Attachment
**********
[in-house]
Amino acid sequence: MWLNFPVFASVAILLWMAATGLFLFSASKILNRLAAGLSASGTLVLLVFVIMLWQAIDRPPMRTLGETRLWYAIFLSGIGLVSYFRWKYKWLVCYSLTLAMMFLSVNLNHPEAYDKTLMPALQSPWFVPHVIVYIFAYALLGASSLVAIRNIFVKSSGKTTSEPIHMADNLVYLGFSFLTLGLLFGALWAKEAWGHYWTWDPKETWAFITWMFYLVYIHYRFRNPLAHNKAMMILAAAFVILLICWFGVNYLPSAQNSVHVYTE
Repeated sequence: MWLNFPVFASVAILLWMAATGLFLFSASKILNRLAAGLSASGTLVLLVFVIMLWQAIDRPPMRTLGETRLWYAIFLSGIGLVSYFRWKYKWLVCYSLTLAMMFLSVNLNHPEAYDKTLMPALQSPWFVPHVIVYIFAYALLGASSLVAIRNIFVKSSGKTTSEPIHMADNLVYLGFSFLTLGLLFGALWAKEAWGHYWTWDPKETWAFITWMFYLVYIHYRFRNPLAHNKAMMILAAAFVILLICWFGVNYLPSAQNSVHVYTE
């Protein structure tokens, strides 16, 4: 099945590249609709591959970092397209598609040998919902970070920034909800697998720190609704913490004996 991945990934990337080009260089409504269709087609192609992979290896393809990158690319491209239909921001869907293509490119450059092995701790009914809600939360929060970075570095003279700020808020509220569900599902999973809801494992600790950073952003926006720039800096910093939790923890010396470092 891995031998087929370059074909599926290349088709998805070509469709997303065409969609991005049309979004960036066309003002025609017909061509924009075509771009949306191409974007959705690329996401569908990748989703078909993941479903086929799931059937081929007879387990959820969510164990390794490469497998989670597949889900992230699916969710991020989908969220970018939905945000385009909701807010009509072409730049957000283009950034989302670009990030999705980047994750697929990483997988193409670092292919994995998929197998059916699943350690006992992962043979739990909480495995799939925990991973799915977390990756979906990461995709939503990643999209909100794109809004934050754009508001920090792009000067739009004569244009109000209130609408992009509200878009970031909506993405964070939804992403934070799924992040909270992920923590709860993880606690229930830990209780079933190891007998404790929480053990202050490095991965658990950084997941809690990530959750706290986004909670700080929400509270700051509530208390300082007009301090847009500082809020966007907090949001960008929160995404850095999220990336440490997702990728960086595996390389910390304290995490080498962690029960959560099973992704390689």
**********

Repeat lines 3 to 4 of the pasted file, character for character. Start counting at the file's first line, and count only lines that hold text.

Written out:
Repeated sequence: MWLNFPVFASVAILLWMAATGLFLFSASKILNRLAAGLSASGTLVLLVFVIMLWQAIDRPPMRTLGETRLWYAIFLSGIGLVSYFRWKYKWLVCYSLTLAMMFLSVNLNHPEAYDKTLMPALQSPWFVPHVIVYIFAYALLGASSLVAIRNIFVKSSGKTTSEPIHMADNLVYLGFSFLTLGLLFGALWAKEAWGHYWTWDPKETWAFITWMFYLVYIHYRFRNPLAHNKAMMILAAAFVILLICWFGVNYLPSAQNSVHVYTE
């Protein structure tokens, strides 16, 4: 099945590249609709591959970092397209598609040998919902970070920034909800697998720190609704913490004996 991945990934990337080009260089409504269709087609192609992979290896393809990158690319491209239909921001869907293509490119450059092995701790009914809600939360929060970075570095003279700020808020509220569900599902999973809801494992600790950073952003926006720039800096910093939790923890010396470092 891995031998087929370059074909599926290349088709998805070509469709997303065409969609991005049309979004960036066309003002025609017909061509924009075509771009949306191409974007959705690329996401569908990748989703078909993941479903086929799931059937081929007879387990959820969510164990390794490469497998989670597949889900992230699916969710991020989908969220970018939905945000385009909701807010009509072409730049957000283009950034989302670009990030999705980047994750697929990483997988193409670092292919994995998929197998059916699943350690006992992962043979739990909480495995799939925990991973799915977390990756979906990461995709939503990643999209909100794109809004934050754009508001920090792009000067739009004569244009109000209130609408992009509200878009970031909506993405964070939804992403934070799924992040909270992920923590709860993880606690229930830990209780079933190891007998404790929480053990202050490095991965658990950084997941809690990530959750706290986004909670700080929400509270700051509530208390300082007009301090847009500082809020966007907090949001960008929160995404850095999220990336440490997702990728960086595996390389910390304290995490080498962690029960959560099973992704390689």